There is a programming language called INTERCAL which has keywords like IGNORE, PLEASE , FORGET. If you don't use PLEASE enough times while coding, Compiler rejects the code.
2. In May 1997, an IBM supercomputer known as Deep Blue beat then chess world champion Garry Kasparov, who had once bragged that he would never lose to a machine. After 15 years, it was discovered that the critical move made by Deep Blue was due to a bug in its software.
3. Hard disks are so sensitive to vibration, that just screaming at them diminishes their performance.
4. In 2005, Sony illegally installed rootkits on 22 million computers to prevent the users from ripping copyrighted music, and could not be uninstalled. It also reported user's listening habits back to Sony. Ironically, the code itself contained open source software, and so infringed copyright.
5. Gaming computers heat a room just as efficiently as a space heater does.
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There was a computer worm that would gain access to Windows XP systems, download a patch from Microsoft to close the vulnerability that it used to infect the system, attempt to delete the infamous Blaster worm (if present) from the system, then delete itself.
7. Sony released a kit that allows PS2s (Linux for PlayStation 2) to be used as a personal computer.
8. American entrepreneur Thomas Peterffy was told by NASDAQ that his algorithmic trading was illegal because it lacked a keyboard so he created a robot with fingers to type all trades on the keyboard which made it legal - "the robot typed so fast it sounded like a machine gun."
9. CPU manufacturing is so unpredictable that every chip must be tested since the majority of finished chips are defective. Those that survive are assigned a model number and price reflecting their maximum safe performance.
10. There have been computers (Setun) programmed in "ternary" instead of the conventional binary. One such computer, built by the Soviets in 1958, had distinct advantages over binary computers such as increased power efficiency, cheaper parts and easier implementation of certain operations.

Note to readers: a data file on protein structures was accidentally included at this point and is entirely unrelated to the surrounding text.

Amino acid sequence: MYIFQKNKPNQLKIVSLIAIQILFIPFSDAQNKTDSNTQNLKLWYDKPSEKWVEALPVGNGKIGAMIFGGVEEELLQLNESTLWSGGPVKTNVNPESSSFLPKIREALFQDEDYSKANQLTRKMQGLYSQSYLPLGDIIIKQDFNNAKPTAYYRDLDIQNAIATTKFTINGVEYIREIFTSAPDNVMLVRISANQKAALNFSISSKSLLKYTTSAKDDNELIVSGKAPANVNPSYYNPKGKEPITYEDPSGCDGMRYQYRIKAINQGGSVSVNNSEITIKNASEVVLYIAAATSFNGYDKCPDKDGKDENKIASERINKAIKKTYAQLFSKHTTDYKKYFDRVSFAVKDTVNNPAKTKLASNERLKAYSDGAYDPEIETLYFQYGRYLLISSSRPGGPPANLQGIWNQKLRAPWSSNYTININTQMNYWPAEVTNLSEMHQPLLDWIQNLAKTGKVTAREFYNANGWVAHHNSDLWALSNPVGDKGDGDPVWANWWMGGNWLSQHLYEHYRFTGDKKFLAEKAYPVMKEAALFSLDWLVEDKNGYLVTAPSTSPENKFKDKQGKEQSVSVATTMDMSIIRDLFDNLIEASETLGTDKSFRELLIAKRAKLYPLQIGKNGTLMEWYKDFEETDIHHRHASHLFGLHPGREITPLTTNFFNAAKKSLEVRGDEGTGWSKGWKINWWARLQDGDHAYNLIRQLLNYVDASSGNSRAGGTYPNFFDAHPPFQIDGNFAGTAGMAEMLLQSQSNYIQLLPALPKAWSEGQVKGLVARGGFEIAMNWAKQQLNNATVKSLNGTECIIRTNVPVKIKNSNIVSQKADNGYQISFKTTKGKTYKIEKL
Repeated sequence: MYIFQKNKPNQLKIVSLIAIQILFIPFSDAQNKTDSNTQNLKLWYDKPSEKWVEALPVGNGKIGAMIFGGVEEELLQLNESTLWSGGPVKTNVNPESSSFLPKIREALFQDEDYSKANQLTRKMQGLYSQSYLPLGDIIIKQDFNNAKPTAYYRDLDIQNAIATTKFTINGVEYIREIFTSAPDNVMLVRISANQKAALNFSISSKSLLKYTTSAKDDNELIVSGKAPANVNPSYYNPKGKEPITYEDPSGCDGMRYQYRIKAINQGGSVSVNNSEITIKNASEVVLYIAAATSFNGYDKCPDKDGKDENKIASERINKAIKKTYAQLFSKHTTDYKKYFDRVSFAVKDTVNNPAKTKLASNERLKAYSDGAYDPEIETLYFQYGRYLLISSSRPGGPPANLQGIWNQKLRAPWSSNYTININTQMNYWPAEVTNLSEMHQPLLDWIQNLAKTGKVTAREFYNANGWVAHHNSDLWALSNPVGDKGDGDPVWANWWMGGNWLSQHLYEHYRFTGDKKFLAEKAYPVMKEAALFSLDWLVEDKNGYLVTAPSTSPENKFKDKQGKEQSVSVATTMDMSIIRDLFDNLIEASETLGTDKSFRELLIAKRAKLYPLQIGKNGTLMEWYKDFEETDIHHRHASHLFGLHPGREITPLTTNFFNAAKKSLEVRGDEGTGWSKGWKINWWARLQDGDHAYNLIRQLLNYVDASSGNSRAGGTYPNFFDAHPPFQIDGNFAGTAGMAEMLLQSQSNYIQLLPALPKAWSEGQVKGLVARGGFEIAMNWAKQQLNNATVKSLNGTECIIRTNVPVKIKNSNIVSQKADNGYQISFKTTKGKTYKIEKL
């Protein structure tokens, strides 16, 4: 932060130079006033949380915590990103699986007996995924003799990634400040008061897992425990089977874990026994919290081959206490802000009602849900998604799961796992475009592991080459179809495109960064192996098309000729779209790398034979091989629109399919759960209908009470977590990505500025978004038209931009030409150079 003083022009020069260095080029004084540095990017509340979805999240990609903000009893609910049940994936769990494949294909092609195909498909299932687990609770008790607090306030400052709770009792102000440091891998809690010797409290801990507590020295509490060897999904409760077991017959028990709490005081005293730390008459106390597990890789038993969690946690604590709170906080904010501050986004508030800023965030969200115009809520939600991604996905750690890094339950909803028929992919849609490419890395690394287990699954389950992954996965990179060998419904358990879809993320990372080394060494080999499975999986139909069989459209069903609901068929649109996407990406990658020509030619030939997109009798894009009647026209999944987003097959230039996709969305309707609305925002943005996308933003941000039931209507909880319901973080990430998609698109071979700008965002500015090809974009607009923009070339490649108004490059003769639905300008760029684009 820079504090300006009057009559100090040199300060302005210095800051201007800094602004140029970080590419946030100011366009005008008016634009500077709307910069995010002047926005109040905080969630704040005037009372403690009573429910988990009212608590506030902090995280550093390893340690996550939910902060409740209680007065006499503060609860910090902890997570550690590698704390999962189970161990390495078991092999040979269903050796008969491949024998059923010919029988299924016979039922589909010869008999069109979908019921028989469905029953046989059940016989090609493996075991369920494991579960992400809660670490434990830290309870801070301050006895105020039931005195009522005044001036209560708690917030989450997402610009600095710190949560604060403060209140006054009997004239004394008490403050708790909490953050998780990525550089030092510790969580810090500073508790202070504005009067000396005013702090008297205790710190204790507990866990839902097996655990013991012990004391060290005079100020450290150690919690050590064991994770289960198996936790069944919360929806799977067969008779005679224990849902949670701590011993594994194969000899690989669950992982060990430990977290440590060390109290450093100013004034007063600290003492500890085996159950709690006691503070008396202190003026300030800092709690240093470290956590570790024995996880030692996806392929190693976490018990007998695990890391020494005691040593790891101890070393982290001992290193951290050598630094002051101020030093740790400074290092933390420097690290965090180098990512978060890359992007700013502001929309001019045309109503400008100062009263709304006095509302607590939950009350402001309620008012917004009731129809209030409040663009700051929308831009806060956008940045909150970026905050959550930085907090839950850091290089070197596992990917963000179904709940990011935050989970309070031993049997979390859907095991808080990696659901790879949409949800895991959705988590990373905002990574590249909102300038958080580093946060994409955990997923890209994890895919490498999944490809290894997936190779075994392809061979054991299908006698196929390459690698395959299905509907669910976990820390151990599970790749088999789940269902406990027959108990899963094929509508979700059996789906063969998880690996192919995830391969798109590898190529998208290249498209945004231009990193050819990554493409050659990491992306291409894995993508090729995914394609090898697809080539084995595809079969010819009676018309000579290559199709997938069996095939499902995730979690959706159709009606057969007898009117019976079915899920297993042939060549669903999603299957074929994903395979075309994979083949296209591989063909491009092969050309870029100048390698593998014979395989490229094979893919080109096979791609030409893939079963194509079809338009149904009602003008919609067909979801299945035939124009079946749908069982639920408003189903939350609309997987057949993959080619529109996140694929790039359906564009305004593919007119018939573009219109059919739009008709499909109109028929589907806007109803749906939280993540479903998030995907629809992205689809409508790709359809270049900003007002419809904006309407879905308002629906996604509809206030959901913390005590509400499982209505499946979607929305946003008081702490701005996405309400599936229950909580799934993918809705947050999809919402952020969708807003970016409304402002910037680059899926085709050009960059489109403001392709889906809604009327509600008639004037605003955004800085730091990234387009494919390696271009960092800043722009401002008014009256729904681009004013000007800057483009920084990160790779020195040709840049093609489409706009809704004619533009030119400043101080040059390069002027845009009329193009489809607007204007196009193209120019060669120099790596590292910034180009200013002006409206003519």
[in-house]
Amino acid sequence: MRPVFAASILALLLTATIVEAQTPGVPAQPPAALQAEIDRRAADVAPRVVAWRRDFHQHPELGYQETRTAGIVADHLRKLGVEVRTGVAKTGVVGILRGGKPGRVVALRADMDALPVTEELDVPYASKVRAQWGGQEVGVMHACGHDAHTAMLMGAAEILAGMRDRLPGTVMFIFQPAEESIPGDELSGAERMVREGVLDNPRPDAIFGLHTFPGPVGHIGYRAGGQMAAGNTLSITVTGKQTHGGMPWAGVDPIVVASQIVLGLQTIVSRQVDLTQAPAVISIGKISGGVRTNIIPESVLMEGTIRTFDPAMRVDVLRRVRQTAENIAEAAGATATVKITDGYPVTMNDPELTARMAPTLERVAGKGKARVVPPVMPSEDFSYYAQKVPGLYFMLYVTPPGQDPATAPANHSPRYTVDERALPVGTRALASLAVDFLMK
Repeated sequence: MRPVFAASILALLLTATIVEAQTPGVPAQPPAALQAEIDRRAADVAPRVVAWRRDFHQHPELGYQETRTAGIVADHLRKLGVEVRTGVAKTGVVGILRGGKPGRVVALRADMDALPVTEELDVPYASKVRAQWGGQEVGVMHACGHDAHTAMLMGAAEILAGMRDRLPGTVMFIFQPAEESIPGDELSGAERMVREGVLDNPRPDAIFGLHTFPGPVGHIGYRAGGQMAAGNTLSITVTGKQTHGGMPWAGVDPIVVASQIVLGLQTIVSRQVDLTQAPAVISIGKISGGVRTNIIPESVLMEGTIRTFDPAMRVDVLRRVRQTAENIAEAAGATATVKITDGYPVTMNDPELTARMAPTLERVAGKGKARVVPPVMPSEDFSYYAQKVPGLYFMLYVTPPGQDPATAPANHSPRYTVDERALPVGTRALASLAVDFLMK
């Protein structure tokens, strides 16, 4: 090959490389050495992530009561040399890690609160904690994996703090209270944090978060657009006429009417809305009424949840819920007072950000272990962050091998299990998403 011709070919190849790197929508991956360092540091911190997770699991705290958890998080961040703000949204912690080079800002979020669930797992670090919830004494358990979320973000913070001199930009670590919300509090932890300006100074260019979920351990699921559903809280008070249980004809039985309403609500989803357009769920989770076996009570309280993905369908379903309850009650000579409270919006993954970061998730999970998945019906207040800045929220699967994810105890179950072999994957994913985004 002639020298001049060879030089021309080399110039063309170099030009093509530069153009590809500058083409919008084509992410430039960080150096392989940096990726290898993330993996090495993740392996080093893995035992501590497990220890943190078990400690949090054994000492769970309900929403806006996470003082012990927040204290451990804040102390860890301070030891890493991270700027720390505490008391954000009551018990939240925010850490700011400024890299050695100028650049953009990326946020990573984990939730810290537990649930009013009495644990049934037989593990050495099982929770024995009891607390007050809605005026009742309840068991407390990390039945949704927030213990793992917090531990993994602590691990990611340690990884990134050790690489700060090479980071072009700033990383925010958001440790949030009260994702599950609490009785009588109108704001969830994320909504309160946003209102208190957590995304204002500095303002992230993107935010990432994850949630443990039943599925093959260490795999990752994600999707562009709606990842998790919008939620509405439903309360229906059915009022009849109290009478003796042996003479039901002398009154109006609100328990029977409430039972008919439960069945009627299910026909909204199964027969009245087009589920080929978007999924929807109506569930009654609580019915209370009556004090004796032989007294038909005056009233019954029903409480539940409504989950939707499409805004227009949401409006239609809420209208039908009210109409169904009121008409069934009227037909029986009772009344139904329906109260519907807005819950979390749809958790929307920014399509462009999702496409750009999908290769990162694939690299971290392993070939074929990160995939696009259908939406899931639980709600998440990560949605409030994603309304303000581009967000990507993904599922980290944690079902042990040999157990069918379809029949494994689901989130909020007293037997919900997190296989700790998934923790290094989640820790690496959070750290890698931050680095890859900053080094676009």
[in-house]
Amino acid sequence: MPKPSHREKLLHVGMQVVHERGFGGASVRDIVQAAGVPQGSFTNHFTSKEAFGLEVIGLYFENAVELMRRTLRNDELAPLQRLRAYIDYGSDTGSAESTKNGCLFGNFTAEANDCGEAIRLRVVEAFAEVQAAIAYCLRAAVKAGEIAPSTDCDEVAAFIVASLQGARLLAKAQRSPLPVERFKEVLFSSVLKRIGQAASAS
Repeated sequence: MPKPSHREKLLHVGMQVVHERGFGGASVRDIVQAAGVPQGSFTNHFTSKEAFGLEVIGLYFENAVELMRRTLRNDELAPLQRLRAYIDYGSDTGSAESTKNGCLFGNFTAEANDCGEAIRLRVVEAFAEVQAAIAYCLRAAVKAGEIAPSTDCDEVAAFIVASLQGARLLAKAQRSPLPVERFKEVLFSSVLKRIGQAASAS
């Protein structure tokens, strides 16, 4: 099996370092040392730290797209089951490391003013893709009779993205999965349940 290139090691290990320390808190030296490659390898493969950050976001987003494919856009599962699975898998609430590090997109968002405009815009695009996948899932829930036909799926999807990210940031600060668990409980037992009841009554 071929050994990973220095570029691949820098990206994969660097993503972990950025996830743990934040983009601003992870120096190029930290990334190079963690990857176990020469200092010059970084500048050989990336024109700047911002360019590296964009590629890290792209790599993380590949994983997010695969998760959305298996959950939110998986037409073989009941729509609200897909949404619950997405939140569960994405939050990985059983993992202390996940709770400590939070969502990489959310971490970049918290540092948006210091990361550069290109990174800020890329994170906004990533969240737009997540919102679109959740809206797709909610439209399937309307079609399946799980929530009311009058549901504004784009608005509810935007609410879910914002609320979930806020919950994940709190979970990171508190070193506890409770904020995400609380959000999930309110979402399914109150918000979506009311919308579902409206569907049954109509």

No human has won a tournament standard chess game against a high spec computer since 2005.
12. In 1980, the first 1 GB hard drive cost $40,000 and weighed over 500 pounds.
13. Steve Jobs wanted to hide a man wearing a fedora on the first Mac. Dubbed "Mr. Macintosh," the character would appear after opening the menu bar several thousand times then quickly disappear, leaving users to question their sanity. The idea was scrapped due to Mac's paltry 128KB of RAM.
14. In the game Myth II: Soulblighter, due to a bug in the installer, if the game wasn't installed into the default directory and instead into a different one, when attempting to uninstall it, the uninstaller would delete the computer's entire hard drive.
15. In order to prevent Silk Road founder Ross Ulbricht from deleting or encrypting his hard drive during his arrest at a public library, agents pretended to be quarreling lovers to distract him, at which point a USB drive was inserted that cloned his hard drive.
There was a time when AMD and Intel CPUs used the same socket (Socket 7) and could run on the same motherboard.
17. A programmer developed an operating system called TempleOS in 2003. Hospitalized for mental health problems, he believes that TempleOS is literally the Third Temple as biblically prophesied. Per God's "instructions," the OS uses a 640x480, 16 color display, and uses the language HolyC.
18. Only 2 out of the top 500 supercomputers run on Windows, and 485 are Linux.
19. In 2012, the founder of McAfee Antivirus, John McAfee was asked if he personally uses McAfee anti-virus, he replied by saying "I take it off," and that "It's too annoying."
20. An Apple laptop stinks. One 2001 iBook model used a glue that, after 12-18 months, may begin to smell like human body odor. It is so strong that repairs are difficult because the smell makes people nauseous.
In 2009, computer scientists created a system that composes a realistic picture from a simple freehand sketch, pulling photos from the internet: Sketch2Photo.
22. In just 37 years, the average price per Gigabyte of Hard drive storage has fallen from over $400,000 to $0.019.
23. IBM has stated that the Scroll Lock key on your keyboard does nothing. When PC Magazine asked an executive of keyboard manufacturer Key Tronic about the key's purpose he replied, "I don't know, but we put it on ours too."
24. The Space Shuttle never flew on new year's day or eve because its computers couldn't handle a year rollover.
25. Apple's first computer, the Apple I, went on sale in 1976 for $666.66 because Steve Wozniak liked repeating digits and found them easier to type. He said he was unaware of any Satanic connotations with the number.